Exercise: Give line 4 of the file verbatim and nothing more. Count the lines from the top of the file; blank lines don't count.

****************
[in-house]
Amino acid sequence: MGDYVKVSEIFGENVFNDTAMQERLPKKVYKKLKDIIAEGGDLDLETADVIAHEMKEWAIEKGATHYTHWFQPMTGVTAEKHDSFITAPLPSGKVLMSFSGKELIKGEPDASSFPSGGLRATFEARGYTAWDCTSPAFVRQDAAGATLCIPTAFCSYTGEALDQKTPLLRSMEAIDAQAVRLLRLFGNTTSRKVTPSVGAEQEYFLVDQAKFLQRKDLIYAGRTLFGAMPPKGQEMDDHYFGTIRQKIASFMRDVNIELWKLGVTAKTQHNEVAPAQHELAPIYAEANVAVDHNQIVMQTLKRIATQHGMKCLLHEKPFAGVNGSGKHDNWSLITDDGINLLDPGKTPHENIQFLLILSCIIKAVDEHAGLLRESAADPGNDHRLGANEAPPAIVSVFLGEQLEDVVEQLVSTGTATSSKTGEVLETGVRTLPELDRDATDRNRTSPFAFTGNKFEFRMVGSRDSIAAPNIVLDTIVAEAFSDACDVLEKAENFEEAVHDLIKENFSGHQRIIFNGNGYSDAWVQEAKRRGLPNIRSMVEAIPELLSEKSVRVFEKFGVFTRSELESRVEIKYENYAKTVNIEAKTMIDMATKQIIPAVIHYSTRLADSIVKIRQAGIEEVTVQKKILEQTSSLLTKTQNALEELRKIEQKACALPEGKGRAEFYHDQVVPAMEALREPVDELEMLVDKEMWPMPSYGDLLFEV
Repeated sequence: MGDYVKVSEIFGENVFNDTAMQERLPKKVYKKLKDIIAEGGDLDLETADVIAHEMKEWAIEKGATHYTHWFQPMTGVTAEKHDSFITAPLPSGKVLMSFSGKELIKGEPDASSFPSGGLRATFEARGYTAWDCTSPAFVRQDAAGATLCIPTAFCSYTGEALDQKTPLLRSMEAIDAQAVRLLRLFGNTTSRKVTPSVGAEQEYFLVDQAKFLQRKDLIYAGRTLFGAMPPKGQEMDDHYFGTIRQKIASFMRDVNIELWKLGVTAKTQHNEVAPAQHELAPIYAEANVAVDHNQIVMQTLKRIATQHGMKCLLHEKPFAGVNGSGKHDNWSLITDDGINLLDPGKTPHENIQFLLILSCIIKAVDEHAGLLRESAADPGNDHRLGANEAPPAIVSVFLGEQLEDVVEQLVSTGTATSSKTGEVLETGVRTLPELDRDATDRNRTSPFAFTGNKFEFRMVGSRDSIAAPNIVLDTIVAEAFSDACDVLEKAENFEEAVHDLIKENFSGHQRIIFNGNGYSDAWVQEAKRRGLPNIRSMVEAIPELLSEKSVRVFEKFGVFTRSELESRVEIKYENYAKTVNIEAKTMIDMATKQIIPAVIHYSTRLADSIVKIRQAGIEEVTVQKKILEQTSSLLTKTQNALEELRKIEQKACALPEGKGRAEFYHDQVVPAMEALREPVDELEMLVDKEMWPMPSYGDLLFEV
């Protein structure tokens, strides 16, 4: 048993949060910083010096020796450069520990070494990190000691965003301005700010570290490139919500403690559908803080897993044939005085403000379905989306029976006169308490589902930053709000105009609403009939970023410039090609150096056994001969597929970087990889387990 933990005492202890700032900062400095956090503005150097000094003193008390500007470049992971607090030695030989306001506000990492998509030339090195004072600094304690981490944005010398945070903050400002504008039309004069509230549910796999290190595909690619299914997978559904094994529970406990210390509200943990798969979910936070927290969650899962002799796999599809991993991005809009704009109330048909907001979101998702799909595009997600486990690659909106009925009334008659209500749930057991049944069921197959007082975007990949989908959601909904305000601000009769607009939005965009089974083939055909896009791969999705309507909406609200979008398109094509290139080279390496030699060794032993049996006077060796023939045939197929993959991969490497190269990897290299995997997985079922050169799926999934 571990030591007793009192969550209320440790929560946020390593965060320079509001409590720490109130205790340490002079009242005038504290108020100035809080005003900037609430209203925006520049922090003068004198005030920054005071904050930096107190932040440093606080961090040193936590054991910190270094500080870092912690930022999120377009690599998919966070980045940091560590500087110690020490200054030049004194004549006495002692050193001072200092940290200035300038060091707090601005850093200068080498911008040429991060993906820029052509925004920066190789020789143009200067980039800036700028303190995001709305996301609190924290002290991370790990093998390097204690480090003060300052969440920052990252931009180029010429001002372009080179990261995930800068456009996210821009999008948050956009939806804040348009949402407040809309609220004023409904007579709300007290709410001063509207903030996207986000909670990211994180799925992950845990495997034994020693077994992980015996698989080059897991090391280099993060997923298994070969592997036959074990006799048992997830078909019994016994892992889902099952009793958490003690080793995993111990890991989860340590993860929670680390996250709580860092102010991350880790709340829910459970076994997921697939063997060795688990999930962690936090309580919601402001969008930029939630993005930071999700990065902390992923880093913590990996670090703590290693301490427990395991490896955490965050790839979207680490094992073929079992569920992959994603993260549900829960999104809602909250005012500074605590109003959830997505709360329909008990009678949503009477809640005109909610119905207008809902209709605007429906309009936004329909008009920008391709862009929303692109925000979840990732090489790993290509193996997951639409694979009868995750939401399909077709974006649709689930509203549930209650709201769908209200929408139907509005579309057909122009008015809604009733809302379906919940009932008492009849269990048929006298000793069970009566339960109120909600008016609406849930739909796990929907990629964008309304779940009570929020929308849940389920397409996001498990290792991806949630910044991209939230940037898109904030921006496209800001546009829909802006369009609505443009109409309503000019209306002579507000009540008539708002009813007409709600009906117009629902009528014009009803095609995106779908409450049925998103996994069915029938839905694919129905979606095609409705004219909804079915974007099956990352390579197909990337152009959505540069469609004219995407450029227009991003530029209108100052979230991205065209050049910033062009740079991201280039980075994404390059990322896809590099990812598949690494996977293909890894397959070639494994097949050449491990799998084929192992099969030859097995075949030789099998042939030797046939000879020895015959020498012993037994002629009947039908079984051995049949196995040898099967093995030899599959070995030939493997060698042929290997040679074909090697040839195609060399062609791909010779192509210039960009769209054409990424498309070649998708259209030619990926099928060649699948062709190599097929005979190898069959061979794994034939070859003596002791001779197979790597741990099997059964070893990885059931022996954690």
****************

């Protein structure tokens, strides 16, 4: 048993949060910083010096020796450069520990070494990190000691965003301005700010570290490139919500403690559908803080897993044939005085403000379905989306029976006169308490589902930053709000105009609403009939970023410039090609150096056994001969597929970087990889387990 933990005492202890700032900062400095956090503005150097000094003193008390500007470049992971607090030695030989306001506000990492998509030339090195004072600094304690981490944005010398945070903050400002504008039309004069509230549910796999290190595909690619299914997978559904094994529970406990210390509200943990798969979910936070927290969650899962002799796999599809991993991005809009704009109330048909907001979101998702799909595009997600486990690659909106009925009334008659209500749930057991049944069921197959007082975007990949989908959601909904305000601000009769607009939005965009089974083939055909896009791969999705309507909406609200979008398109094509290139080279390496030699060794032993049996006077060796023939045939197929993959991969490497190269990897290299995997997985079922050169799926999934 571990030591007793009192969550209320440790929560946020390593965060320079509001409590720490109130205790340490002079009242005038504290108020100035809080005003900037609430209203925006520049922090003068004198005030920054005071904050930096107190932040440093606080961090040193936590054991910190270094500080870092912690930022999120377009690599998919966070980045940091560590500087110690020490200054030049004194004549006495002692050193001072200092940290200035300038060091707090601005850093200068080498911008040429991060993906820029052509925004920066190789020789143009200067980039800036700028303190995001709305996301609190924290002290991370790990093998390097204690480090003060300052969440920052990252931009180029010429001002372009080179990261995930800068456009996210821009999008948050956009939806804040348009949402407040809309609220004023409904007579709300007290709410001063509207903030996207986000909670990211994180799925992950845990495997034994020693077994992980015996698989080059897991090391280099993060997923298994070969592997036959074990006799048992997830078909019994016994892992889902099952009793958490003690080793995993111990890991989860340590993860929670680390996250709580860092102010991350880790709340829910459970076994997921697939063997060795688990999930962690936090309580919601402001969008930029939630993005930071999700990065902390992923880093913590990996670090703590290693301490427990395991490896955490965050790839979207680490094992073929079992569920992959994603993260549900829960999104809602909250005012500074605590109003959830997505709360329909008990009678949503009477809640005109909610119905207008809902209709605007429906309009936004329909008009920008391709862009929303692109925000979840990732090489790993290509193996997951639409694979009868995750939401399909077709974006649709689930509203549930209650709201769908209200929408139907509005579309057909122009008015809604009733809302379906919940009932008492009849269990048929006298000793069970009566339960109120909600008016609406849930739909796990929907990629964008309304779940009570929020929308849940389920397409996001498990290792991806949630910044991209939230940037898109904030921006496209800001546009829909802006369009609505443009109409309503000019209306002579507000009540008539708002009813007409709600009906117009629902009528014009009803095609995106779908409450049925998103996994069915029938839905694919129905979606095609409705004219909804079915974007099956990352390579197909990337152009959505540069469609004219995407450029227009991003530029209108100052979230991205065209050049910033062009740079991201280039980075994404390059990322896809590099990812598949690494996977293909890894397959070639494994097949050449491990799998084929192992099969030859097995075949030789099998042939030797046939000879020895015959020498012993037994002629009947039908079984051995049949196995040898099967093995030899599959070995030939493997060698042929290997040679074909090697040839195609060399062609791909010779192509210039960009769209054409990424498309070649998708259209030619990926099928060649699948062709190599097929005979190898069959061979794994034939070859003596002791001779197979790597741990099997059964070893990885059931022996954690």